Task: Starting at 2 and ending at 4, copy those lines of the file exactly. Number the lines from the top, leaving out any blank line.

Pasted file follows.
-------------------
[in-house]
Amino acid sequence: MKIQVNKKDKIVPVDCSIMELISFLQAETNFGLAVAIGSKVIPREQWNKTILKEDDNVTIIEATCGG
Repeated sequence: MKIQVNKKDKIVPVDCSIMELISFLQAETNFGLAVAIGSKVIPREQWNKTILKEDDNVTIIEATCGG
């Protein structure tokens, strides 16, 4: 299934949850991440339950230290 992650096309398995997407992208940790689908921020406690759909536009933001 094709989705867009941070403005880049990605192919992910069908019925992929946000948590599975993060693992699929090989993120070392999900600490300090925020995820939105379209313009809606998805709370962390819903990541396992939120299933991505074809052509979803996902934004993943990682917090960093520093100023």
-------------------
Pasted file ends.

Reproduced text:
Amino acid sequence: MKIQVNKKDKIVPVDCSIMELISFLQAETNFGLAVAIGSKVIPREQWNKTILKEDDNVTIIEATCGG
Repeated sequence: MKIQVNKKDKIVPVDCSIMELISFLQAETNFGLAVAIGSKVIPREQWNKTILKEDDNVTIIEATCGG
């Protein structure tokens, strides 16, 4: 299934949850991440339950230290 992650096309398995997407992208940790689908921020406690759909536009933001 094709989705867009941070403005880049990605192919992910069908019925992929946000948590599975993060693992699929090989993120070392999900600490300090925020995820939105379209313009809606998805709370962390819903990541396992939120299933991505074809052509979803996902934004993943990682917090960093520093100023």